by Justin Horner, via NRDC’s Switchboard
Predictions and prognostications are the stuff of the New Year–and why should driving trends be any different? Will 2013 see a continuation of what has now been a nearly 90 month drop in population-adjusted Vehicle Miles Travelled (VMT)?
The safe answer, of course, is “well, we just don’t know” (or, “we just don’t know until Nate Silver takes the questions on”). In fact, the most recent data from the Federal Highway Administration’s Traffic Volume Trends Report (October 2012) shows an uptick in total VMT of about 0.6% over October 2011, with small increases in every region of the country, save the Hurricane Sandy-impacted Northeast.
Yet, it is unlikely that many of the broader factors that have led to VMT declines stark enough to give birth to the notion of “peak car” will be changing in any significant way in 2013. In November of last year, the International Transport Forum of the Organization for Economic Cooperation and Development held a round-table on Long-Run Trends in Travel Demand. The panelists focused on just these demographic, behavioral and long-run economic factors, the trends that have the greatest impact on driving demand in the coming years.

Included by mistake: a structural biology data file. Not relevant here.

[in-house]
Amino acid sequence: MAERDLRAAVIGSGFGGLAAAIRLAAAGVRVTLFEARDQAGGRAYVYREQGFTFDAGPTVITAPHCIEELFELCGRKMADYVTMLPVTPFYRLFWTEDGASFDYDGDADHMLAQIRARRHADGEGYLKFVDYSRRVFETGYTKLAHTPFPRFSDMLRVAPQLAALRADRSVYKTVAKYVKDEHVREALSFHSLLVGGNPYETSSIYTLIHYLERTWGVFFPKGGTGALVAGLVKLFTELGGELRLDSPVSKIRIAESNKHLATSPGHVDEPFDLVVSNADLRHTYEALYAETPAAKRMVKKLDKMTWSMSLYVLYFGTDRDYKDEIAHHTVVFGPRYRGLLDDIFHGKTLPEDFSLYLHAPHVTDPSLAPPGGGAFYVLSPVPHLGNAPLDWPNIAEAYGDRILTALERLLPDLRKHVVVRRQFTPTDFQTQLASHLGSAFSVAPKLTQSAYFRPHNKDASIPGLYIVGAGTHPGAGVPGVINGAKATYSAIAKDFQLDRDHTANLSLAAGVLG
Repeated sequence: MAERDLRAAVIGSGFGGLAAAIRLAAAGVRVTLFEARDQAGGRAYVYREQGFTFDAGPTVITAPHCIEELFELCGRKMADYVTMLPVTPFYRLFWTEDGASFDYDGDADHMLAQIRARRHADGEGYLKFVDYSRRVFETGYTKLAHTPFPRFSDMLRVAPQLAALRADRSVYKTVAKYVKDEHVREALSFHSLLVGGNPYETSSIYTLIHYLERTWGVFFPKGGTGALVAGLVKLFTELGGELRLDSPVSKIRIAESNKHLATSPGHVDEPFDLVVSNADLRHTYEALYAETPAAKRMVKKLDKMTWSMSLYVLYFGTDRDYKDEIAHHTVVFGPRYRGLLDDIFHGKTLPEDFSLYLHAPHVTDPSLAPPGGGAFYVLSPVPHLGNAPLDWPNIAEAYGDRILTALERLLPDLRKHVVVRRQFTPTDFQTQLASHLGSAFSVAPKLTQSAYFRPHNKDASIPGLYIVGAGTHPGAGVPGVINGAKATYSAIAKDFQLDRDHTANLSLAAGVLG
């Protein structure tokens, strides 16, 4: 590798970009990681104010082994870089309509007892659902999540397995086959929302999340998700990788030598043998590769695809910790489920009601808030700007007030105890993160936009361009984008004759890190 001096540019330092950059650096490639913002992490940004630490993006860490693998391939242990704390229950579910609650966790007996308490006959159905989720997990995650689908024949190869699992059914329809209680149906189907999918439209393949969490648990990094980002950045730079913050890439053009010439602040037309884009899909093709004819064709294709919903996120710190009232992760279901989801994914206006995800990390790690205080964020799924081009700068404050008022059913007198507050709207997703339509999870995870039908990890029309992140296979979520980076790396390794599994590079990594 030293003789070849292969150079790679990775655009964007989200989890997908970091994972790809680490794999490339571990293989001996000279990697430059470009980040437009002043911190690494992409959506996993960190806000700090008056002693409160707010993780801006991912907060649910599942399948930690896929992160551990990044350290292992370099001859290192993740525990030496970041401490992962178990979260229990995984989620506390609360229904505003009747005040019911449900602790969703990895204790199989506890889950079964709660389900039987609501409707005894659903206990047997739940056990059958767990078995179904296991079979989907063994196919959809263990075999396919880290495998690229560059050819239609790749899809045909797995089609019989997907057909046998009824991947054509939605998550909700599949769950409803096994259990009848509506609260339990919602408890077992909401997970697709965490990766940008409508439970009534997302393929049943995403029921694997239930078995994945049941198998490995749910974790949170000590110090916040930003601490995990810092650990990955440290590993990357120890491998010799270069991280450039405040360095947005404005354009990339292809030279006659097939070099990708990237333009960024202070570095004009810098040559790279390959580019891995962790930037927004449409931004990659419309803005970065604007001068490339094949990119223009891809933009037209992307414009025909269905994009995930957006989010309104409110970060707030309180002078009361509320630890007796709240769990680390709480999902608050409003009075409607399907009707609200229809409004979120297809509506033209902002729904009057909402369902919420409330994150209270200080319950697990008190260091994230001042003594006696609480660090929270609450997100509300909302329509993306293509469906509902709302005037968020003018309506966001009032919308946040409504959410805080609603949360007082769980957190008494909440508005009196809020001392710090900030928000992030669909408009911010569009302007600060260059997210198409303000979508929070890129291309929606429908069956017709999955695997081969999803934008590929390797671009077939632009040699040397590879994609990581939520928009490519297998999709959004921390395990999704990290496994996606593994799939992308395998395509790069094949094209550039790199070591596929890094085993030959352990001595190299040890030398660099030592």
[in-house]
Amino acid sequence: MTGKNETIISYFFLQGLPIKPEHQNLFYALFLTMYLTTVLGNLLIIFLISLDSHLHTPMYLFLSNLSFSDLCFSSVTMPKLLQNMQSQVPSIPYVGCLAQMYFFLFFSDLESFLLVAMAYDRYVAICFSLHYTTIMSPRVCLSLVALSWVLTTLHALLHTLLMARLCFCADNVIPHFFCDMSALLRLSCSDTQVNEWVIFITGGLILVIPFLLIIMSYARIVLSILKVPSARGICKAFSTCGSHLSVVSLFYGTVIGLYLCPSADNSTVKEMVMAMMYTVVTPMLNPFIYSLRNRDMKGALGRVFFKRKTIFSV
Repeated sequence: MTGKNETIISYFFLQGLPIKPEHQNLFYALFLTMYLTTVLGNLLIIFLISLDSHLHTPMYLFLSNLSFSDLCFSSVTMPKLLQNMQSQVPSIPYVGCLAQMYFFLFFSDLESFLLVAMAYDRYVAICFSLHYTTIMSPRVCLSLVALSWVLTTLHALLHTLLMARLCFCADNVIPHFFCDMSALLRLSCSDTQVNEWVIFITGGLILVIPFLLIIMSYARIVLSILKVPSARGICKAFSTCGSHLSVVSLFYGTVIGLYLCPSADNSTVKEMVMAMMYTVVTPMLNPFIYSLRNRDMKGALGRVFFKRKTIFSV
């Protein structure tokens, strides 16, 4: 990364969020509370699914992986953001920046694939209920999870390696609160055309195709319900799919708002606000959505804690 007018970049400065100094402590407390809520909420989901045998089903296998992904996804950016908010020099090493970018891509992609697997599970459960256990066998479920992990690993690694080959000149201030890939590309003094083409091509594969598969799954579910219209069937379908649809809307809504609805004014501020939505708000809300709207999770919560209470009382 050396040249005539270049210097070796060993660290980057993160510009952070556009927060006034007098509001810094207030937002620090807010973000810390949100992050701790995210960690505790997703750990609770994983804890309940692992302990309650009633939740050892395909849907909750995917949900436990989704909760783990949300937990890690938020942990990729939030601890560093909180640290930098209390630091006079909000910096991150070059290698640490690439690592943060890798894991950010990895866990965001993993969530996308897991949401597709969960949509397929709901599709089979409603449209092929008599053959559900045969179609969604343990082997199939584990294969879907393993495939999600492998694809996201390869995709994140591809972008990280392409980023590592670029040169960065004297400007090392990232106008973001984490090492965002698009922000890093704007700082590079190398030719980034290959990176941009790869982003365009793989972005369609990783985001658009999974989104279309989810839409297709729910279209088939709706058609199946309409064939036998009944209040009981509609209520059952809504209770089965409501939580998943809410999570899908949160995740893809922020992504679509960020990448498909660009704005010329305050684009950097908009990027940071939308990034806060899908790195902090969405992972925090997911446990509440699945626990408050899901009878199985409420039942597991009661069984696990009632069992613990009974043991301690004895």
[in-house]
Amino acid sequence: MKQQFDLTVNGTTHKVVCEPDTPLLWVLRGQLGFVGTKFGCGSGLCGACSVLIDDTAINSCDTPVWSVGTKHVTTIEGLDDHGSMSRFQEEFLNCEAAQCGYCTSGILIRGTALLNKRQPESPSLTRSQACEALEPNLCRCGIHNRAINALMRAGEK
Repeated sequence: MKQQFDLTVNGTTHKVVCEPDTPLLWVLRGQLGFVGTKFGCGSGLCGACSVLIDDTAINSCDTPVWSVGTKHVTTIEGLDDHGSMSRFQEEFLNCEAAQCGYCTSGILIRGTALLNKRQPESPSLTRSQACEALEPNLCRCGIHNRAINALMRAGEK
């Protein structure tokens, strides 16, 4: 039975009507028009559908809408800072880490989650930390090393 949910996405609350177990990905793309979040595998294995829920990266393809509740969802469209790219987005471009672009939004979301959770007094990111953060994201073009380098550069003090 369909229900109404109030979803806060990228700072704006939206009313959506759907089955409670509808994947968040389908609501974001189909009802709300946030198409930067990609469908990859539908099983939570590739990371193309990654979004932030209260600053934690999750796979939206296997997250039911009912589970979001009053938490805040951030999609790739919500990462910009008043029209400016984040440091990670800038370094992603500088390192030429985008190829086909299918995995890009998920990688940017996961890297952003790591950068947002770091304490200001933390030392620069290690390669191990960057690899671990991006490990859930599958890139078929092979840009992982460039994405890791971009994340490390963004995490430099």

True transpo geeks will want to read the reports for themselves, but I’ll outline some of the most interesting tidbits here. First, some of what we would call “good news:”
- Total US driving hit its peak in 2007. Since then, average annual VMT growth has been -0.5%, while average annual population growth has been 0.8%. Per capita VMT in August 2012 was about the same as it was in 2004;
- Obviously, certain age groups drive far less than others: kids can’t drive, working adults with families drive the most, and some seniors shouldn’t be driving at all (if you ask me). In the coming years, then, as Boomers retire, they will drive less, and as Millennials enter their prime family and employment years, they’ll drive more. Yet, at least in the early years of the 21st Century, we’re seeing that every age cohort drove fewer miles per capita in 2008 than they did in 2001;
- Younger Americans (aged 16 to 34) have made even more significant changes in the way they travel. Between 2001 and 2009, they cut their per capita VMT by 24%, took 16% more walk trips, 24% more bike trips, and travelled 40% more on public transit;
- The number of licensed drivers in America is barely growing: Every age group under 50 has a smaller percentage of its population licensed in 2010 than in 1983. For the first time in American history, women with licenses outnumber men. Women do drive less, drive more slowly and more safely (as if you needed me to tell you that).
Something very interesting is going on here. Youngsters are driving 24% less than in 2001? Usually the young would seem to be the ones driving a lot. Also, all age groups are driving less.
Maybe it is just another trough but it has gone on longer than any other. And the peak pre-dated the Great Recession. Very odd indeed.